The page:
Return to Naples. The Power of Family, History and Memory
Robert Zweig has written a delightful and charming book that manages to both illustrate and overcome cultural differences.
Zweig’s father was a German Jew who somehow managed to survive internment in the Auschwitz extermination camp and the Death March to Dachau; his mother was born into a Jewish family in Naples. The two met when the father was in Naples searching for a lost brother. The two fell in love, married in July 1946 and the elder Zweig took his Italian bride to America. But during the 1960s, as Robert was growing up as a young boy, he and his family would return to Naples every summer to visit his mother’s extended family. By the time he was ten, in 1965, Zweig had already spent ten summers in Naples. His was a family where “the past is a subtle, yet tangible presence,” emerging “in whispers, hovering overhead like the vapors of a cloud.”
Here is a work that treats of two aspects of modern Italian culture not familiar through the tourist industry image of Italy: Jewish culture in Naples and the 1960s divorced from the “dolce vita” stereotype.
Of particular note is the emphasis on Neapolitan daily life – both private and public – as a performance. Indeed, we come to recognize the ambiguous and often murky delineation between public and private. Zweig’s writing captures his child-like wonder at a place so different from his home in the Bronx of the 1960s and 1970s. This is not a “coming-of-age” memoir but rather a lovingly-drawn remembrance, tinged with a bit of nostalgia, for a world now lost.
There are beautifully rendered episodes at the family table, on the street and especially the purchase of a book which assumes almost mythical dimensions in the mind of the young boy. There are light-hearted and humorous scenes such as the search for Virgil’s tomb, which reveal something of the Neapolitan character. The image of America – an America of John F. Kennedy, big cars and prosperity – as seen through the eyes of the Neapolitans is something that readers of a certain age will remember wistfully. Readers will laugh out loud (as I did) at the cross-cultural miscommunication, misconceptions but common humanity of an episode that ends with the image of the Madonna and Child printed on Zweig’s Bar Mitzvah invitation.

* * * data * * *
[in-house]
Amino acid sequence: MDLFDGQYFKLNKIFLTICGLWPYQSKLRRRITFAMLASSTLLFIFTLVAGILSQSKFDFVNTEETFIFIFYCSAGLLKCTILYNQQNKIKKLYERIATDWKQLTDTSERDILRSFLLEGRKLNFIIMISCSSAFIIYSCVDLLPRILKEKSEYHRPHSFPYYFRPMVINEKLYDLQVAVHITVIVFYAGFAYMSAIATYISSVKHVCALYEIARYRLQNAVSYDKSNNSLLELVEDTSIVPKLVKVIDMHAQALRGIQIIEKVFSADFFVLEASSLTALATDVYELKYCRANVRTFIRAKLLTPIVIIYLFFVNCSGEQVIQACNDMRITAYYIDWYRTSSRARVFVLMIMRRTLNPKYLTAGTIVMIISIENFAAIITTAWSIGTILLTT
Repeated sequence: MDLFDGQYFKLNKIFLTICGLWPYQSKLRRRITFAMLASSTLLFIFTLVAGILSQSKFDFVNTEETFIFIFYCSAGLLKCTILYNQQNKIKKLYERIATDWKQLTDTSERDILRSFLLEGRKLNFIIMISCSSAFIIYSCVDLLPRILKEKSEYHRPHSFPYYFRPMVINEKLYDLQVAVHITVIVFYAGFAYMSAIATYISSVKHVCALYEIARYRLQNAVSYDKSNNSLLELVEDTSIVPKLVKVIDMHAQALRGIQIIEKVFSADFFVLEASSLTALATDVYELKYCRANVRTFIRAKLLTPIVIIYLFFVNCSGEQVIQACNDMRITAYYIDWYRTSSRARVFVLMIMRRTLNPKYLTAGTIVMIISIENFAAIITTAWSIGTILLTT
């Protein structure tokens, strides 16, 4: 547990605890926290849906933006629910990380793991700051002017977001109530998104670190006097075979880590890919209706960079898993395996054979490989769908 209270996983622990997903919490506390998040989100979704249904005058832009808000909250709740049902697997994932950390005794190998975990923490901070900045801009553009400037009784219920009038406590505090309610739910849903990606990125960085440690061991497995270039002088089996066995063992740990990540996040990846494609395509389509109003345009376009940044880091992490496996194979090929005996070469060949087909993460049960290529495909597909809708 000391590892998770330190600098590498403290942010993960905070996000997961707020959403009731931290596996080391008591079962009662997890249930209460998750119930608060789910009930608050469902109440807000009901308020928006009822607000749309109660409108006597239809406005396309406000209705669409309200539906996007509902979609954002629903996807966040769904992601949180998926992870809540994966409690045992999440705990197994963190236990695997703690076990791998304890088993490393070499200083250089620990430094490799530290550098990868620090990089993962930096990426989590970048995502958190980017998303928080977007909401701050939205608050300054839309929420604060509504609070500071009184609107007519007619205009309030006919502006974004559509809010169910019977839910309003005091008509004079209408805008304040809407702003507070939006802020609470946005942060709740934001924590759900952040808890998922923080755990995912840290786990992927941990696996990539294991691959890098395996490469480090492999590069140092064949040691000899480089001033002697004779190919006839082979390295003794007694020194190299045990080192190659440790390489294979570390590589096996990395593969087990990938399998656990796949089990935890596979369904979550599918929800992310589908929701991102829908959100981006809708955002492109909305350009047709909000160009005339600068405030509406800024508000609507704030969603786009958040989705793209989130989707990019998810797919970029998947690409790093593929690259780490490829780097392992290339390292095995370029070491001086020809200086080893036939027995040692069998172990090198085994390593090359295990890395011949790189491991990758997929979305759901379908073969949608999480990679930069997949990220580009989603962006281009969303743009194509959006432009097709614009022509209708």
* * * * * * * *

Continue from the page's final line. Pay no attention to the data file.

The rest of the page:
Zweig has mastered the Neapolitan art of the aphorism: “Nothing in Naples is bad, even for children, as long as it is diluted enough (p. 8); in Naples, “complaining, it seems, was a moral imperative”; at the local market, “aesthetic appeal was paramount in every display.” And there is wisdom that comes only from experience and the passage of time:
The beating of a young boy’s heart has a different calling than that of a seasoned man. Only as an adult could I grasp the sense of satisfaction and contentment that comes when desire can no longer be satiated by illusions of progress. Rather, the day comes when solitude and the cessation of activity are the true requisites for satisfaction.
Eventually the childhood trips to Naples came to an end; but in 2004, Zweig returned, this time with his wife and daughter. This time, the people and places of his childhood were mere ghosts, haunting the cityscape. Zweig found himself “mining a dark, unknown terrain that had become an important part of who I was.”
Return to Naples is not just a delightful way to pass a few hours in the company of a good storyteller: it is also an insightful memoir about the importance and power of family, history and memory.
* Stanislao G. Pugliese is professor of history at Hofstra University and the author of the forthcoming biography Bitter Spring: A Life of Ignazio Silone.
Return to Naples: My Italian Bar Mitzvah and Other Discoveries by Robert Zweig, Barricade Books, 2008, 222 pp. $23.95.